Braves, Cox get their man in Vazquez
With endorsement from skipper, righty gets warm welcome
ATLANTA -- While serving as the manager of the Major League All-Star team that toured Japan in 2000, Braves skipper Bobby Cox gained a greater admiration for Javier Vazquez and returned to Atlanta to tell then-Braves general manager John Schuerholz to put the young hurler on his radar.
Eight years later, the Braves have been able to finally appease Cox with the acquisition of Vazquez, who was acquired from the White Sox in a six-player trade that was agreed upon Tuesday and finalized Thursday.
"I was fortunate to have [Vazquez] and Randy Johnson and a few other guys [in Japan]," Cox said. "Javy really stood out over there, not only as a pitcher, but as a person."
The Braves officially announced the acquisition of Vazquez and left-handed reliever Logan Boone on Thursday morning. In exchange for the pitchers, the White Sox received shortstop Brent Lillibridge, catcher Tyler Flowers, left-handed pitcher Santos Rodriguez and third baseman Jon Gilmore.
"[Vazquez] and I have faced each other so many times," Braves third baseman Chipper Jones said. "He was always a guy I thought would look awfully good in a Braves uniform. Whenever we've faced him, we knew that we were going to be in a [fight]."
In 20 career starts against the Braves, Vazquez has gone 7-10 with a 3.80 ERA. But that's a statistic that won't matter while he rests in the middle of the Atlanta rotation for at least the next two seasons.
More relevant is the fact that he's limited the Braves to a .226 batting average and a .279 on-base percentage in 11 career starts at Turner Field.
"I just like Atlanta," Vazquez said. "I like the stadium. I'm a fly-ball pitcher, so this park suits me better."
Along with the opportunity to move to a different ballpark, Vazquez is also looking forward to the opportunity to remove himself from the negativity that he experienced while playing for often volatile White Sox manager Ozzie Guillen.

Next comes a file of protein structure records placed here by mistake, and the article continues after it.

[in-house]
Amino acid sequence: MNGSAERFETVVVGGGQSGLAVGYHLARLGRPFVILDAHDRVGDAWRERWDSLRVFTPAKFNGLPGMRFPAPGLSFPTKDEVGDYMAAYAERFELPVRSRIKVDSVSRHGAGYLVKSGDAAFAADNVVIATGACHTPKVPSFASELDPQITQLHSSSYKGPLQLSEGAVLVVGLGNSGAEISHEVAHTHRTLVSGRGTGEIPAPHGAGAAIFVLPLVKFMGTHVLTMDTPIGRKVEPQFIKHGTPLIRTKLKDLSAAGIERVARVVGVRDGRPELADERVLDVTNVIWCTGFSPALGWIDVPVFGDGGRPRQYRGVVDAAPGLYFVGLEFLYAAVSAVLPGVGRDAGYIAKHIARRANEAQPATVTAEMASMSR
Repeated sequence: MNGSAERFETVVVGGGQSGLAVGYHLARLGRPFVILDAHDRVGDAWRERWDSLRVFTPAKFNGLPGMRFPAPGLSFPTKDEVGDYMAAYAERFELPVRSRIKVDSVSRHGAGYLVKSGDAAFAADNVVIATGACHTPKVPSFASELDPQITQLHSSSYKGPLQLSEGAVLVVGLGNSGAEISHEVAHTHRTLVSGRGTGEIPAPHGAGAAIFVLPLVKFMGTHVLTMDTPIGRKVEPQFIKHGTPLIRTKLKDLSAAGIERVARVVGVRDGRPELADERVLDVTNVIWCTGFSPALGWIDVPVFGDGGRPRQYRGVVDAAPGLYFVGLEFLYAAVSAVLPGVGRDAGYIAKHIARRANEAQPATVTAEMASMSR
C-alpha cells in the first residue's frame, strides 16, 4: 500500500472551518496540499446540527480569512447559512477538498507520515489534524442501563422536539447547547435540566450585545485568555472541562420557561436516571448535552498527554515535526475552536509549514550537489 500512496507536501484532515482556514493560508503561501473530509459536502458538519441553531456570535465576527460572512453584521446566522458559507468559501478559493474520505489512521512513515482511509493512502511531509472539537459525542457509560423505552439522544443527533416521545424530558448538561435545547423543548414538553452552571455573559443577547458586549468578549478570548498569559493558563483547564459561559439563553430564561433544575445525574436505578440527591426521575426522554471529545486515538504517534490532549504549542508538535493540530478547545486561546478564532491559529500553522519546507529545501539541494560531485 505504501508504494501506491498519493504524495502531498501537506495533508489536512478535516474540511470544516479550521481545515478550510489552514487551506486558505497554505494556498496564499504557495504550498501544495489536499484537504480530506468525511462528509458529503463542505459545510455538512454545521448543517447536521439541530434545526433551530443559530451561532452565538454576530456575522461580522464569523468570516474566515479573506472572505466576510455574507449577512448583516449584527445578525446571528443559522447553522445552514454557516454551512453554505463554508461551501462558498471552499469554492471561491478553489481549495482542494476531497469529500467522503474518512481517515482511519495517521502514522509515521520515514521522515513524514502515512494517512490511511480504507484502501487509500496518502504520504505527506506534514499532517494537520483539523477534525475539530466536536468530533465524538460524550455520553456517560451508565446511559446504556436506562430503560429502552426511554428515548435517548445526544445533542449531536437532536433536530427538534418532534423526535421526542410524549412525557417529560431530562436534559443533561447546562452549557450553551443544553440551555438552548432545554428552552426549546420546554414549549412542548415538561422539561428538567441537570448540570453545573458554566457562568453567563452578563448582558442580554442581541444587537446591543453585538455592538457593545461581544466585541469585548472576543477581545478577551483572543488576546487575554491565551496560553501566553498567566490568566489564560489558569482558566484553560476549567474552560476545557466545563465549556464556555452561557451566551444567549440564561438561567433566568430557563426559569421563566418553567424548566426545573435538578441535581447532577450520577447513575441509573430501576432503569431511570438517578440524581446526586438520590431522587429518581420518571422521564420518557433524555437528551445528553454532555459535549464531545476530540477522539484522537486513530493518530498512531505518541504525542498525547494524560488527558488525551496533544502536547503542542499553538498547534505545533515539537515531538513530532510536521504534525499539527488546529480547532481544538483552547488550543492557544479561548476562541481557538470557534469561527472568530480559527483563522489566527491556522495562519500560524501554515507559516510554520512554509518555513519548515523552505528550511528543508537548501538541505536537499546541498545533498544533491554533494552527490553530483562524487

As the White Sox were preparing to play a key three-game series against the Twins in September, Guillen challenged Vazquez by questioning his toughness through the media. The 32-year-old pitcher won't experience this kind of treatment from the ever-positive Cox, who seldom publicly criticizes his players.
"It's good to get a fresh start and get away from the negativity," Vazquez said. "The negativity is never good. I'm a positive guy."
While still looking forward to the possibility that Wren will land A.J. Burnett to anchor the rotation, most of the Braves players reacted favorably to the acquisition of Vazquez, who went 12-16 with a 4.67 ERA in 33 starts for the White Sox this past season.
Although he wasn't as impressive as he was during his 15-win season in 2007, Vazquez notched 200 strikeouts, allowing him to rank among the top four American League pitchers in that category for a third straight season.
"[Vazquez] is good," Braves right fielder Jeff Francoeur said. "The fact I like is he eats innings. We need somebody like that."
Since the start of the 2000 season, Livan Hernandez is the only Major League pitcher to have thrown more innings than Vazquez, whose 208 1/3 innings this past season were 20 more than any Braves pitcher completed.
"He's going to throw a bunch of innings, and if we can support him, he's going to win a bunch of games," Jones said.
Mark Bowman is a reporter for MLB.com. This story was not subject to the approval of Major League Baseball or its clubs.